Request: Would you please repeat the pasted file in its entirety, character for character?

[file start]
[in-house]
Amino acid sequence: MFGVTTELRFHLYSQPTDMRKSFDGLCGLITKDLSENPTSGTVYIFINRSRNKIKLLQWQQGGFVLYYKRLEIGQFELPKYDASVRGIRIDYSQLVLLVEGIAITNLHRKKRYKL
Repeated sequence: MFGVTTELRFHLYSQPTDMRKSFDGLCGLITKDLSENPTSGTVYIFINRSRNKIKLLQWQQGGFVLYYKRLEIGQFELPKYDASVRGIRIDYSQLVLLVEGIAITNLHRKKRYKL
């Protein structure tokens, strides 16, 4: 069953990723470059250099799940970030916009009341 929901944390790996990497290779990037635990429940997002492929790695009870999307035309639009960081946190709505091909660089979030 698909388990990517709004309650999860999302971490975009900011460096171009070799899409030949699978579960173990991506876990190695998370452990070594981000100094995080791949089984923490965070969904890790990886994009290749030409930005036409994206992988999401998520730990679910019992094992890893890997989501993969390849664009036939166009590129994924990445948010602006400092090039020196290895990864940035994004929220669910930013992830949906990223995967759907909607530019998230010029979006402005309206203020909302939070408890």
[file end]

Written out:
[in-house]
Amino acid sequence: MFGVTTELRFHLYSQPTDMRKSFDGLCGLITKDLSENPTSGTVYIFINRSRNKIKLLQWQQGGFVLYYKRLEIGQFELPKYDASVRGIRIDYSQLVLLVEGIAITNLHRKKRYKL
Repeated sequence: MFGVTTELRFHLYSQPTDMRKSFDGLCGLITKDLSENPTSGTVYIFINRSRNKIKLLQWQQGGFVLYYKRLEIGQFELPKYDASVRGIRIDYSQLVLLVEGIAITNLHRKKRYKL
């Protein structure tokens, strides 16, 4: 069953990723470059250099799940970030916009009341 929901944390790996990497290779990037635990429940997002492929790695009870999307035309639009960081946190709505091909660089979030 698909388990990517709004309650999860999302971490975009900011460096171009070799899409030949699978579960173990991506876990190695998370452990070594981000100094995080791949089984923490965070969904890790990886994009290749030409930005036409994206992988999401998520730990679910019992094992890893890997989501993969390849664009036939166009590129994924990445948010602006400092090039020196290895990864940035994004929220669910930013992830949906990223995967759907909607530019998230010029979006402005309206203020909302939070408890």